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Using the Conditional Moment Closure Method to Assess the Effects of Turbulence Chemical Kinetics

Award Information
Agency: Department of Defense
Branch: Army
Contract: W31P4Q-20-C-0048
Agency Tracking Number: A2-8359
Amount: $1,099,998.00
Phase: Phase II
Program: STTR
Solicitation Topic Code: A16A-T001
Solicitation Number: 16.A
Solicitation Year: 2016
Award Year: 2020
Award Start Date (Proposal Award Date): 2020-09-24
Award End Date (Contract End Date): 2022-09-27
Small Business Information
17301 W. Colfax Avenue #160
Golden, CO 80401-1111
United States
DUNS: 196231166
HUBZone Owned: No
Woman Owned: No
Socially and Economically Disadvantaged: No
Principal Investigator
 Brad Hitch
 (720) 232-3597
Business Contact
 Todd Leeson
Phone: (303) 881-7992
Research Institution
 Embry-Riddle Aeronautical University
 Scott Martin
1 Aerospace Blvd.
Daytona Beach, FL 32114-3910
United States

 (321) 947-4422
 Nonprofit College or University

Predicting the emission signature and radar cross-section of rocket exhaust plumes is of vital interest to the Missile Defense Agency and U.S. Army to protect the U.S. homeland and our forces abroad.  The current STTR Phase II project has shown that a single-conditioned Premixed Conditional Moment Closure (PCMC) can employ detailed chemical kinetic mechanisms while efficiently modeling combustion heat release and turbulence-chemistry interactions.  Similarly, other researchers have shown that double-conditioning can provide good predictions for ignition and extinction in non-premixed flames.  In this sequential STTR Phase II we propose to develop a more general double-conditioned CMC turbulent combustion model that will more accurately predict ignition, extinction, heat release rates and the turbulence-chemistry interaction across all premixed, non-premixed and partially premixed systems and apply it to the plume afterburning shutdown phenomena.  This effort will also include the construction and verification of a detailed combustion mechanism that is specifically suited to low pressure and high temperature plume afterburning conditions for small molecule hydrocarbon and amine fuel fragments with oxidizers like N2O4 and chlorine trifluoride.  These two developments will enable the efficient and accurate prediction of plume afterburning and afterburning shutdown along their ascent trajectories of emerging threats with new propellant chemistries.  Success in this effort is also expected to be commercially valuable in the accurate prediction of performance and pollutant formation characteristics of gas turbines, diesel engines, and Homogeneous Charge Compression Ignition (HCCI) engines.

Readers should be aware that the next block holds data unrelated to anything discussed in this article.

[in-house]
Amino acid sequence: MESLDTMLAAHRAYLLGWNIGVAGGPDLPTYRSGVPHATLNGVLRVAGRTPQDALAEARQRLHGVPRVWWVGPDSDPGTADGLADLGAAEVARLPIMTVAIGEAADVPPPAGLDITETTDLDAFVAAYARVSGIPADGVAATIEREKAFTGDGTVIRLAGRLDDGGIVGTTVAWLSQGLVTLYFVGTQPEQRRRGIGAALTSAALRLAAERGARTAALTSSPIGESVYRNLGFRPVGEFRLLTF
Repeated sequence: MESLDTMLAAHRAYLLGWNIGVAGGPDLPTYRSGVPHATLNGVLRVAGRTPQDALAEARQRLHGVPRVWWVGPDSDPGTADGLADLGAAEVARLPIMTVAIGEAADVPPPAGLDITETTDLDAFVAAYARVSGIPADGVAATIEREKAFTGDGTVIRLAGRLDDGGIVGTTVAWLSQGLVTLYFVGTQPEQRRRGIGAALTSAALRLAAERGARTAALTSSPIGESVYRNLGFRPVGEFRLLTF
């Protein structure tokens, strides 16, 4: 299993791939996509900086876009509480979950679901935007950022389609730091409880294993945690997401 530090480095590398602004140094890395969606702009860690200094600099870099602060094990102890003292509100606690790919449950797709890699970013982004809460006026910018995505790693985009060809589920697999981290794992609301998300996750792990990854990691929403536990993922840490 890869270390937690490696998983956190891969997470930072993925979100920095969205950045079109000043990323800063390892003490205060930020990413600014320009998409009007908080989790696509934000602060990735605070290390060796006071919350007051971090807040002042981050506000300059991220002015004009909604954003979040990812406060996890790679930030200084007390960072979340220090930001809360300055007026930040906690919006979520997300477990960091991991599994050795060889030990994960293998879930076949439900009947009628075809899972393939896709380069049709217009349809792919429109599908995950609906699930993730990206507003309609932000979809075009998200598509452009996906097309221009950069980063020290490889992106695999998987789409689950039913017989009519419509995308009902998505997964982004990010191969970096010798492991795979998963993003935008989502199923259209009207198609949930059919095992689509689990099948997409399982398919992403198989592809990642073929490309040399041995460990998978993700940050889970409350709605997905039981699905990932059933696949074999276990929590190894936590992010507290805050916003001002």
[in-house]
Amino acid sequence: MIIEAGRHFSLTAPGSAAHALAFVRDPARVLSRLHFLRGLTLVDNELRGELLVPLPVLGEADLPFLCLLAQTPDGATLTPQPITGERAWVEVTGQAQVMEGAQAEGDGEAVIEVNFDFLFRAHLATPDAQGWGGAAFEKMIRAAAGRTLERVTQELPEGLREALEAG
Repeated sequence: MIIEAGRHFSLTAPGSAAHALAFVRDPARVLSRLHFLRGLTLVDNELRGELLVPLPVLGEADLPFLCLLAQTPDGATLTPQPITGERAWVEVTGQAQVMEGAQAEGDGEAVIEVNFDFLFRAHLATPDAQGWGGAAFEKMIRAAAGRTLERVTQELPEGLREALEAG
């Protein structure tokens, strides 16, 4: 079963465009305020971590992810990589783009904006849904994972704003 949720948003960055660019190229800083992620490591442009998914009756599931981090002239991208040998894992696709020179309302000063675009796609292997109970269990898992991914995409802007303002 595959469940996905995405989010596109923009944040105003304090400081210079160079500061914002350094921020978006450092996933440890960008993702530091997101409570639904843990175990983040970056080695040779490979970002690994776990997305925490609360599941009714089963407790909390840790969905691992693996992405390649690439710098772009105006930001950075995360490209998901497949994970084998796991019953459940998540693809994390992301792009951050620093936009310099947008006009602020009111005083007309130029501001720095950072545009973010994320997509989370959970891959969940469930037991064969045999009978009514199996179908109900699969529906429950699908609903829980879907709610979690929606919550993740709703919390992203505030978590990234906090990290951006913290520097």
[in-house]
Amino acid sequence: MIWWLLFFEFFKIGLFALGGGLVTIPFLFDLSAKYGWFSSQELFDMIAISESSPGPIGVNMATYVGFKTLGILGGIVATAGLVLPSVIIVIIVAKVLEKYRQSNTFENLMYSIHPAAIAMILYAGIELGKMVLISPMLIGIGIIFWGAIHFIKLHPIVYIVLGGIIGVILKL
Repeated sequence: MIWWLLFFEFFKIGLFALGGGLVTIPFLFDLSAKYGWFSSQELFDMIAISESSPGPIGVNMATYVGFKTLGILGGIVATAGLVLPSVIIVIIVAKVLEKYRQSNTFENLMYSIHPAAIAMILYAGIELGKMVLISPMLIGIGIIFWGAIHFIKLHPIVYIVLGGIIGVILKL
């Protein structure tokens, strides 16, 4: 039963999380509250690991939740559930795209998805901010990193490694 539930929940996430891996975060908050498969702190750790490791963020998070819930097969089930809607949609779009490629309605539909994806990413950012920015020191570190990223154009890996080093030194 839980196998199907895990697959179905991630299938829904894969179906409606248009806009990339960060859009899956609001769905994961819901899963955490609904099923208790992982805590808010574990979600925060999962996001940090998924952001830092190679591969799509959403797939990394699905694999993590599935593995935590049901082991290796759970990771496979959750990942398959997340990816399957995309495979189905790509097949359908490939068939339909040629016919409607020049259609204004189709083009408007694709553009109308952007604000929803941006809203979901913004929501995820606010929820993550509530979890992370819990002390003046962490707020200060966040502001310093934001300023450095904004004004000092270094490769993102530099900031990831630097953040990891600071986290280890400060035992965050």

* Information listed above is at the time of submission. *

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